Always listen for the “to be sure” line, the caveat that reveals we may be getting things backward, or at least getting ahead of the curve. In announcing the death of Osama bin Laden, President Obama wisely put the to-be-sure front and center: “The death of bin Laden marks the most significant achievement to date in our nation’s effort to defeat Al Qaeda. But his death does not mark the end of our effort.” Good. “We must and we will remain vigilant at home and abroad.” Also good. But the point, so obvious as to be redundant the first time around, needs to be made to Americans in particular.
One of the most amusing cultural habits of American conservatives has been the erection of a kind of social taboo around the rich. Conservatives are not supposed to mention the rich -- indeed, if a conservative must make reference to them, they are usually called "the so-called rich," or set off in scare quotes -- so as not to feed the perception that class differences exist in the United States today.
A huge, huge announcement, per Mike Allen's Playbook, about Politico's plans to participate in, cover, and generally win the White House Correspondents Association annual bacchanalia: POLITICO UNVEILS WHITE HOUSE CORRESPONDENTS’ DINNER GUEST LIST, EVENT DETAILS AND COVERAGE PLANS -- Some guest highlights: Musician John Legend; Texas Gov. Rick Perry; designer Tory Burch; Rep. Anthony Weiner and Huma Abedin, top aide to Secretary of State Clinton; comedian Joan Rivers; financier T.
Henry Farrell and John Quiggan make a pretty fundamental point about Keynesian economics -- it's not a mandate for larger government or larger deficits in general: Contrary to the beliefs of nearly all anti-Keynesians—and, regrettably, some Keynesians, too—Keynesianism demands more, not less, fiscal rectitude in normal times than does the orthodox theory of balanced budgets that underpins the EU. John Maynard Keynes argued that surpluses should be accumulated during good years so that they could be spent to stimulate demand during bad ones.
1. That was a clear, unambiguous, morally grounded defense of the welfare state--as strong and stirring as I've seen from this president. 2. Obama made the case for more revenue, which is the biggest political challenge Democrats face when they talk about deficit reduction. And he sounded more determined than before to block extension of Bush tax cuts for the wealthy. That's promising. 3. My two biggest misgivings are on policy: Obama called for more taxes on the wealthy, not the middle class, and wants an unbalanced approach that favors spending reductions over revenue increases.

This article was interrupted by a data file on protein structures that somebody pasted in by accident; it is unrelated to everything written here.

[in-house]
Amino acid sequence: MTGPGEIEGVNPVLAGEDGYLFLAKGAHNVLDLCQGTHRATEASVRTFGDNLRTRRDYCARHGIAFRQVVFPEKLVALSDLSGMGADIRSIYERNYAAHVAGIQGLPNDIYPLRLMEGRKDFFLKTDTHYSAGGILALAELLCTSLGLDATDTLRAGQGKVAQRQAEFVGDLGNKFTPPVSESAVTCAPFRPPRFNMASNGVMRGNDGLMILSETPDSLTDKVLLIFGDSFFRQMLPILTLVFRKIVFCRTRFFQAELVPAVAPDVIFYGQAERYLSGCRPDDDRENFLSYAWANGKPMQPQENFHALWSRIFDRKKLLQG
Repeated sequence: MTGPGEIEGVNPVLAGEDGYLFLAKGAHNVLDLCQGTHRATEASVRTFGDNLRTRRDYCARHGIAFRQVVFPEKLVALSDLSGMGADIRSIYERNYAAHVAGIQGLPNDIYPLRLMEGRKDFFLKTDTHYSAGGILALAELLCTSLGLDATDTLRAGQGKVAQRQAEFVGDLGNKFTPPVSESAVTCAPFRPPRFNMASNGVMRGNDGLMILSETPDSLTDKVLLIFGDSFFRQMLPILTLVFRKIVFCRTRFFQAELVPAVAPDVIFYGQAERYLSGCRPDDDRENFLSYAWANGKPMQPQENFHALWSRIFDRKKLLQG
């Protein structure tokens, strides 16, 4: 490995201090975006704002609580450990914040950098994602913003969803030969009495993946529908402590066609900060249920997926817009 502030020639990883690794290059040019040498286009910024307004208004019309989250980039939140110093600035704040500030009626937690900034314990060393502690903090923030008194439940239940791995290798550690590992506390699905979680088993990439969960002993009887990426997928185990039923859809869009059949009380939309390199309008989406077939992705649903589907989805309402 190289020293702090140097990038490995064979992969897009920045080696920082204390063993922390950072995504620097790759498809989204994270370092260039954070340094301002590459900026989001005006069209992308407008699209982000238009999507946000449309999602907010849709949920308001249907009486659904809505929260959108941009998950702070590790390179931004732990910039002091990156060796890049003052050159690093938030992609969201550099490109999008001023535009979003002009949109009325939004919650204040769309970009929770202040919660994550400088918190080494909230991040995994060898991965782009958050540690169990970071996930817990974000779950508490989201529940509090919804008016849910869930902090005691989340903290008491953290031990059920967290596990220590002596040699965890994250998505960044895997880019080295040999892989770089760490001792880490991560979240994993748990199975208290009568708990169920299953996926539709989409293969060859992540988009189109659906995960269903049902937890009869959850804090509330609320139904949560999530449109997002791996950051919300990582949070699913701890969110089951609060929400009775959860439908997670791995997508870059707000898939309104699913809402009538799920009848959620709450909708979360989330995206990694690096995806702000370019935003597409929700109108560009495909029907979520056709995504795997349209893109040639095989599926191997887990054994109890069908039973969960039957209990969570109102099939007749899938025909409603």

A study by political scientist Chris Parker, per the Monkey Cage, identifies a powerful and virtually defining trait of the Tea Party: its adherents believe that President Obama is not just a liberal in the tradition of Clinton, Gore, Kennedy, etc., but a unique threat to the country: To capture the difference between the two camps, we asked whether or not people thought the following proposition true: "Barack Obama is destroying the country." If Tea Party conservatives were as extreme as some suggest, we thought asking a question of this type, i.e., fairly extreme, would tease out differences
Cairo, Egypt -- On a hot July evening this past summer, toward the end of our interview, Aref Desouki, vice-chair of a faction of the liberal Ghad Party, suddenly got defensive. After dodging questions about Egyptian State Security’s infiltration of his party, the bespectacled, cane-carrying mathematics professor wanted to emphasize that political conspiracies aren’t unique to Egypt. “You are controlled in the U.S. by an underground government,” he said, completely seriously. “A secret government that is related to the Zionists and the Jewish-Christian Zionists.
Editor's Note: On Wednesday, I raised several questions about our intervention in Libya. Not long afterwards, Heather Hurlburt e-mailed with some answers. Readers may recognize Heather from her past contributions to this blog. A former speechwriter and foreign policy adviser in the Clinton Administration, she has also worked for the International Crisis Group, the Carnegie Endowment for International Peace, and the Congressional Helsinki Commission.
I found it interesting that the strongest voices for intervention in Libya are all female: The change became possible, though, only after Mrs. Clinton joined Samantha Power, a senior aide at the National Security Council, and Susan Rice, Mr. Obama’s ambassador to the United Nations, who had been pressing the case for military action, according to senior administration officials speaking only on condition of anonymity. Ms. Power is a former journalist and human rights advocate; Ms.
Barack Obama’s policy toward the Libyan struggle for freedom is no longer a muddle. It is now a disgrace. Here is what his administration and its allies have told the world, and the Libyan dictator, and the Libyan rebels, in recent days.